Practitioners that have attempted to work with immigrants in FERM have reported that the intake and screening process are strained due to difficulties getting access to phones, confidential spaces, and childcare in such a short period of time. Not to mention that the lack of time makes working with the client in a trauma-informed manner next to impossible. Other challenges immigrants face in the process can be the distance they have to travel to the asylum office for their CFI, lack of childcare during the interview, and the long duration of the interview—often up to 6.5 hours during which time there is no food for the adults or children.

How do I know if my potential client is in FERM?

As mentioned above, ankle monitors and/or SmartLink phones are a good initial indicator that the family is enrolled in FERM. Although it is not consistent, there are various potential documents the family may have:

With the FERM process starting in Houston July 28, 2023, practitioners in Houston and the other listed cities should be screening carefully to make sure not to miss a FERM family, as their needs and timeline will be significantly different from other clients. With the short timeframe between arrival in Houston to scheduled credible fear interview, the earlier you encounter the family the better. At the end of July, ICE sent an email to current organizations on the EOIR List of Pro Bono Legal Service Providers asking which organizations wanted to be included on information provided to FERM families as potential remote legal service providers. However, ICE has not yet confirmed which organizations are/will be listed, so HILSC would encourage all advocates to keep an eye out for these families.

[1] After the initial announcement of FERM by ICE on May 10, 2023, announcements about expansion cities have been sent to stakeholders via email. The only additional information ICE has released about FERM is “Statement regarding the Family Expedited Removal Management Program.” “US expands curfews for asylum-seeking families to 13 cities as an alternative to detention,” Elliot Spagat, AP News, August 4, 2023.

[2]Immigration: Alternatives to Detention (ATD) Programs,” Audrey Singer, Congressional Research Service, July 8, 2019. “Alternatives to Immigration Detention: An Overview,” American Immigration Council, July 2023.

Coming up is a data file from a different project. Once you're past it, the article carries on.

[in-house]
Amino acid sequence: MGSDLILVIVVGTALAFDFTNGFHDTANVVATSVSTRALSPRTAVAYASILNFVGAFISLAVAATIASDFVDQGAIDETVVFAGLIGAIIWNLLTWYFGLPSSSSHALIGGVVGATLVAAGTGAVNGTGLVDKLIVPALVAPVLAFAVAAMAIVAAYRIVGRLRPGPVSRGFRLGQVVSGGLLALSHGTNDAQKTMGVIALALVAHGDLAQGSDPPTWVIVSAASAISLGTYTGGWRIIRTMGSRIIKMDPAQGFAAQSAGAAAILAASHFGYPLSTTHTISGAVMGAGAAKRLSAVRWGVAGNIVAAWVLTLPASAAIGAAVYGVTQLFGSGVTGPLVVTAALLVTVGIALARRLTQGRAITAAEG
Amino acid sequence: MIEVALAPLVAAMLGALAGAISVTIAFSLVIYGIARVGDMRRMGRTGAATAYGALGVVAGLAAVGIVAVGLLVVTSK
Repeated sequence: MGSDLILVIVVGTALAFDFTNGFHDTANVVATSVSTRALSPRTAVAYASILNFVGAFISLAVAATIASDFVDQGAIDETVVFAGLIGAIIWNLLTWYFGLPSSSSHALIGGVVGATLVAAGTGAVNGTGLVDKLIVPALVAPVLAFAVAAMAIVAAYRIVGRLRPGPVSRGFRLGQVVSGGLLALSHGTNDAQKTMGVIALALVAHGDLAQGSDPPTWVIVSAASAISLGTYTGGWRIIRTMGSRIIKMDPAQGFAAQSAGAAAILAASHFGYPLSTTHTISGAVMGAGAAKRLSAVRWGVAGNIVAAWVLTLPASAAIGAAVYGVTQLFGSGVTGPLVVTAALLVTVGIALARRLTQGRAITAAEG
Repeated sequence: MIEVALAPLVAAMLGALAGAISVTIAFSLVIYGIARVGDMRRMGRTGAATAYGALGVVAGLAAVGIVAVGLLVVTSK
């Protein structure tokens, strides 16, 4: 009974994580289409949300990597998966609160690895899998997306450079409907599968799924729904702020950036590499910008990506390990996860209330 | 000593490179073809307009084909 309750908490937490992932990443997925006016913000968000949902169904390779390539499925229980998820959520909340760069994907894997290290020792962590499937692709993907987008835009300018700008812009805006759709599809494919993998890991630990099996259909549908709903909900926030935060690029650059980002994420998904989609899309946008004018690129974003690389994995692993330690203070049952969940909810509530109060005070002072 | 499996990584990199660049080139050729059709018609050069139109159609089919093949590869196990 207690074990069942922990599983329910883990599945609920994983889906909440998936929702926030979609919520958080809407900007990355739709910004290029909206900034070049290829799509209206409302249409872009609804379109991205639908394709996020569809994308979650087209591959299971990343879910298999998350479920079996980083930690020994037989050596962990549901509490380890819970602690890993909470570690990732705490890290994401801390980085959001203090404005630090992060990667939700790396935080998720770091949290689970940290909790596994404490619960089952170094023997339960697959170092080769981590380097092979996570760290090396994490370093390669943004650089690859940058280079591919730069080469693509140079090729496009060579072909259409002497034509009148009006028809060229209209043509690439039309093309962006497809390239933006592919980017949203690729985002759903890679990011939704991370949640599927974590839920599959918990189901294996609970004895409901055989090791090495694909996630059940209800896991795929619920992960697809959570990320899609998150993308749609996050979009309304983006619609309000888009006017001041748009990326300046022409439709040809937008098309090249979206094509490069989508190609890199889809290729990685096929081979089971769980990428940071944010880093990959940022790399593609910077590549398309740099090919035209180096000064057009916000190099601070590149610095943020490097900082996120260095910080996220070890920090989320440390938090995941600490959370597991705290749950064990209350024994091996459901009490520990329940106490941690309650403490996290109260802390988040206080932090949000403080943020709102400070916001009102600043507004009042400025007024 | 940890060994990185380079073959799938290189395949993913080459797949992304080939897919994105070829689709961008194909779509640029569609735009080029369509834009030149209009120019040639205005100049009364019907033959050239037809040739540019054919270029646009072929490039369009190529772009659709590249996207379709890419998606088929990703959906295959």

[3] Information in this section gathered from Americans for Immigrant Justice’s Webinar: “What is the Family Expedited Removal Management (FERM) Process?” on July 25, 2023 and ICE’s FERM Stakeholder meeting on July 28, 2023.

[4] If the head of household does not have a device, one will be given to them.

[5] The ISAP program is run by BI which was acquired by Geo Group and has had many issues, including case managers being assigned up to 300 people at once, which means each immigrant gets very little assistance. Poor tech, opaque rules, exhausted staff: inside the private company surveilling US immigrants , The Guardian, March 7, 2022.

As alluded to in the prior blog posts in this series, Title 8 of the U.S. Code is once again the controlling law over immigration policy at the border. However, the policy did not return to the status quo after Title 42 expired. Instead, the Biden administration’s asylum final rule, known as Circumvention of Lawful Pathways, went into effect upon Title 42’s expiratio

This is the third in a five part series featuring the staff of HILSC and their experiences with belonging. One November day in sixth grade, I forgot my lunch so I used the office phone at school to call my mom to bring it for me. It is a memory I would have forgotten by now if not for what happened next.

The Trump administration’s invocation of Title 42 was not unprecedented.[1] However, this drastic measure was inconsistent with the Administration’s response to the COVID-19 pandemic generally. While stoking fears of migrants introducing and spreading the virus into the U.S. without evidence to support such claims, the Administration continually and aggressively downplayed the threat of the virus generally, consistently undermining the advice and expertise of health experts and stifling the country’s ability to respond generally.

On the other hand, President Trump consistently spewed xenophobic language and unrelentingly pursued actions to limit all forms of immigration into the United States, especially for the most vulnerable individuals. The Administration implemented a series of policies curtailing asylum, removed certain due process protection for immigrants, and ended temporary immigration protection for hundreds of thousands of people by terminating DACA and TPS, among many others.

The Administration’s dramatically different response to the scientifically proven threat of COVID-19 and the unsupported threat posed by immigrants arriving and living within the U.S. overwhelmingly suggests the Administration invoked Title 42 not to protect Americans from a deadly virus, but rather to accomplish its ulterior motive of enacting anti-immigrant policies, many of which had been enjoined by federal courts. This inconsistency is chronicled below.